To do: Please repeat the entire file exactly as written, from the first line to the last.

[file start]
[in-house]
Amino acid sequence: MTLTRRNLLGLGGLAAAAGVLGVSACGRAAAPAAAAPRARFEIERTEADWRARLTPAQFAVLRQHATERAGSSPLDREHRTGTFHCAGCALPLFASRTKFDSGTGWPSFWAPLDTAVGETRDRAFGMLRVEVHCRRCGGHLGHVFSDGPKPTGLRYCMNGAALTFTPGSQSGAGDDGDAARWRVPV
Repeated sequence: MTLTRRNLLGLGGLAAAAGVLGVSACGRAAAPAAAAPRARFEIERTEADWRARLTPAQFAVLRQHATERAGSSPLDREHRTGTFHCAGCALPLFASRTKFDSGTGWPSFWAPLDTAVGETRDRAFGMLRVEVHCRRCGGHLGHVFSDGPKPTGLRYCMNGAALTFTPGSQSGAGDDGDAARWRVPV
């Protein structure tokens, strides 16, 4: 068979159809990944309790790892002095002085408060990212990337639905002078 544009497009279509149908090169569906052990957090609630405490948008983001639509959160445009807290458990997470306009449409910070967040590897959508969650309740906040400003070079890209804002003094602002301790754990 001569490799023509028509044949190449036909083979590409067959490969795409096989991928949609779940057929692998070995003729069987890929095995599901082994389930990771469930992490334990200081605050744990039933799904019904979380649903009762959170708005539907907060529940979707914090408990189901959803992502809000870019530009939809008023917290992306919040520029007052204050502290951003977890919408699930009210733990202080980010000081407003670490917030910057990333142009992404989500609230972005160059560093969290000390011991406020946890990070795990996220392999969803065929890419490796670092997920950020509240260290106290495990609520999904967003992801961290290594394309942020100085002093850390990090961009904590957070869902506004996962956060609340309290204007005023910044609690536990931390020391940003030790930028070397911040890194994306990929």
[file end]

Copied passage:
[in-house]
Amino acid sequence: MTLTRRNLLGLGGLAAAAGVLGVSACGRAAAPAAAAPRARFEIERTEADWRARLTPAQFAVLRQHATERAGSSPLDREHRTGTFHCAGCALPLFASRTKFDSGTGWPSFWAPLDTAVGETRDRAFGMLRVEVHCRRCGGHLGHVFSDGPKPTGLRYCMNGAALTFTPGSQSGAGDDGDAARWRVPV
Repeated sequence: MTLTRRNLLGLGGLAAAAGVLGVSACGRAAAPAAAAPRARFEIERTEADWRARLTPAQFAVLRQHATERAGSSPLDREHRTGTFHCAGCALPLFASRTKFDSGTGWPSFWAPLDTAVGETRDRAFGMLRVEVHCRRCGGHLGHVFSDGPKPTGLRYCMNGAALTFTPGSQSGAGDDGDAARWRVPV
């Protein structure tokens, strides 16, 4: 068979159809990944309790790892002095002085408060990212990337639905002078 544009497009279509149908090169569906052990957090609630405490948008983001639509959160445009807290458990997470306009449409910070967040590897959508969650309740906040400003070079890209804002003094602002301790754990 001569490799023509028509044949190449036909083979590409067959490969795409096989991928949609779940057929692998070995003729069987890929095995599901082994389930990771469930992490334990200081605050744990039933799904019904979380649903009762959170708005539907907060529940979707914090408990189901959803992502809000870019530009939809008023917290992306919040520029007052204050502290951003977890919408699930009210733990202080980010000081407003670490917030910057990333142009992404989500609230972005160059560093969290000390011991406020946890990070795990996220392999969803065929890419490796670092997920950020509240260290106290495990609520999904967003992801961290290594394309942020100085002093850390990090961009904590957070869902506004996962956060609340309290204007005023910044609690536990931390020391940003030790930028070397911040890194994306990929």